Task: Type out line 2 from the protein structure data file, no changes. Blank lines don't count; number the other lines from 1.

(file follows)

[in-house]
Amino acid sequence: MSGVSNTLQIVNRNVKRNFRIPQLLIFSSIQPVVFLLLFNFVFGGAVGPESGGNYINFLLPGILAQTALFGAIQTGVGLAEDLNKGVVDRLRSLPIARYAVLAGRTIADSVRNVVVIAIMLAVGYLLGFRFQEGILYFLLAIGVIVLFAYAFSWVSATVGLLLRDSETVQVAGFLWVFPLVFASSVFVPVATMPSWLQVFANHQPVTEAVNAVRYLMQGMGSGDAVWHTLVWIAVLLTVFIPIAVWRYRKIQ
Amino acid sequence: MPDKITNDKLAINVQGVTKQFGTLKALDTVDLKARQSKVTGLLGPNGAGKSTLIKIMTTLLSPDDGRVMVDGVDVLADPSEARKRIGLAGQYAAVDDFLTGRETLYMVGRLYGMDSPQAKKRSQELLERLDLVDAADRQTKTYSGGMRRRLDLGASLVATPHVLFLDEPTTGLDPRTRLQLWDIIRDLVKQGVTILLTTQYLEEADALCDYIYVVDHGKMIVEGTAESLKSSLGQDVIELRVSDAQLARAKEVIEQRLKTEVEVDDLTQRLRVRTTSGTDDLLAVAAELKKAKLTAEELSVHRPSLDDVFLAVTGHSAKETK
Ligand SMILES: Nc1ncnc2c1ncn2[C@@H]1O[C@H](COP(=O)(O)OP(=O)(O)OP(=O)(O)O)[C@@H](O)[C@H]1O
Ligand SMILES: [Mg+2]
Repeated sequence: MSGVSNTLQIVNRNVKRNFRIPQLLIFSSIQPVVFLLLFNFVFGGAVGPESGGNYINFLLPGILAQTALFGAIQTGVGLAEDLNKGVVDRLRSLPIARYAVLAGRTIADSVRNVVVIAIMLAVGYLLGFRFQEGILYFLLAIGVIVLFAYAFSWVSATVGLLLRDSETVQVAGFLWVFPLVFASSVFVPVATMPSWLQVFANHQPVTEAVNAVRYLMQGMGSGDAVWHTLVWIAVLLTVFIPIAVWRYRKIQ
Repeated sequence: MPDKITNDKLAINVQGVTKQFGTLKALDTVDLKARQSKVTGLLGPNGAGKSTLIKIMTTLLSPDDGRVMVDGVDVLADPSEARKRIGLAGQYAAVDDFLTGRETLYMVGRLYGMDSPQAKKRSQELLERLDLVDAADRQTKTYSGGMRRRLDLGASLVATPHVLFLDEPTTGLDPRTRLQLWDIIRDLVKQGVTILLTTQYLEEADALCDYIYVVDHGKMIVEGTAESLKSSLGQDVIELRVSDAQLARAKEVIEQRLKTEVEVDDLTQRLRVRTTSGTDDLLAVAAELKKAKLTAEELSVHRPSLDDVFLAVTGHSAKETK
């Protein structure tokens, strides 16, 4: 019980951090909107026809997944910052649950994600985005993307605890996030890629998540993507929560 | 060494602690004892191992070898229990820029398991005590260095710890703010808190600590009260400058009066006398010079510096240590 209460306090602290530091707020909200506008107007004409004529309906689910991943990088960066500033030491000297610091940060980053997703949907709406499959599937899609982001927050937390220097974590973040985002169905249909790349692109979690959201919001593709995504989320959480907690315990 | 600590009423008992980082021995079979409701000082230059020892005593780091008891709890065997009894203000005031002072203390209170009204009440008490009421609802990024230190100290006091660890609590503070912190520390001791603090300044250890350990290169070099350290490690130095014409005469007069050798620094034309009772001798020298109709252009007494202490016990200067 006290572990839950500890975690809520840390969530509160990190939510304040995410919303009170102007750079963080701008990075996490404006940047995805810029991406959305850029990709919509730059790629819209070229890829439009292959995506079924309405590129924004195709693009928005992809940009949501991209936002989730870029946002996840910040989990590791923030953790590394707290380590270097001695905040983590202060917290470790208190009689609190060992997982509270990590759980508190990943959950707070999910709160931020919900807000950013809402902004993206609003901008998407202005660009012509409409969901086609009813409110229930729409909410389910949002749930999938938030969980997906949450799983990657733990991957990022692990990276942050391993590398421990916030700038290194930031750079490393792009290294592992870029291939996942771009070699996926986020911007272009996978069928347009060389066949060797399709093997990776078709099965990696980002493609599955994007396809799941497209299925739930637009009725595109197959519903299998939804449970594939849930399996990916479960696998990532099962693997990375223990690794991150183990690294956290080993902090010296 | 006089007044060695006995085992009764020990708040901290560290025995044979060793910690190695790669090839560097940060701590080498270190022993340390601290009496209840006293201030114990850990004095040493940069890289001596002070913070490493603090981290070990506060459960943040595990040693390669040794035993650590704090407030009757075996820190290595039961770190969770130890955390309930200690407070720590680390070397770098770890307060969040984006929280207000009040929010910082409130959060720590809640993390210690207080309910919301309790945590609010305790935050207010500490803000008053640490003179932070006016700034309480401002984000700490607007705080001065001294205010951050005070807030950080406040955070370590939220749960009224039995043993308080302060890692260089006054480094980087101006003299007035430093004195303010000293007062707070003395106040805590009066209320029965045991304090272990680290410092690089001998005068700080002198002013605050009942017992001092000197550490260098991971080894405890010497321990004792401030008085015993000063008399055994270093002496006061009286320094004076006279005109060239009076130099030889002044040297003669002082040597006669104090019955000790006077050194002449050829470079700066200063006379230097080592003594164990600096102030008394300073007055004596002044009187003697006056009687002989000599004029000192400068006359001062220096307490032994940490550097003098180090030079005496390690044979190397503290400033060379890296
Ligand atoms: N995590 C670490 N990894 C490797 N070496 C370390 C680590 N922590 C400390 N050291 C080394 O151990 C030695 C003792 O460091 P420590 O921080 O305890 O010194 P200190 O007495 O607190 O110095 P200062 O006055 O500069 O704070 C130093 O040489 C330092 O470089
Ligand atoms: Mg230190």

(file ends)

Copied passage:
Amino acid sequence: MSGVSNTLQIVNRNVKRNFRIPQLLIFSSIQPVVFLLLFNFVFGGAVGPESGGNYINFLLPGILAQTALFGAIQTGVGLAEDLNKGVVDRLRSLPIARYAVLAGRTIADSVRNVVVIAIMLAVGYLLGFRFQEGILYFLLAIGVIVLFAYAFSWVSATVGLLLRDSETVQVAGFLWVFPLVFASSVFVPVATMPSWLQVFANHQPVTEAVNAVRYLMQGMGSGDAVWHTLVWIAVLLTVFIPIAVWRYRKIQ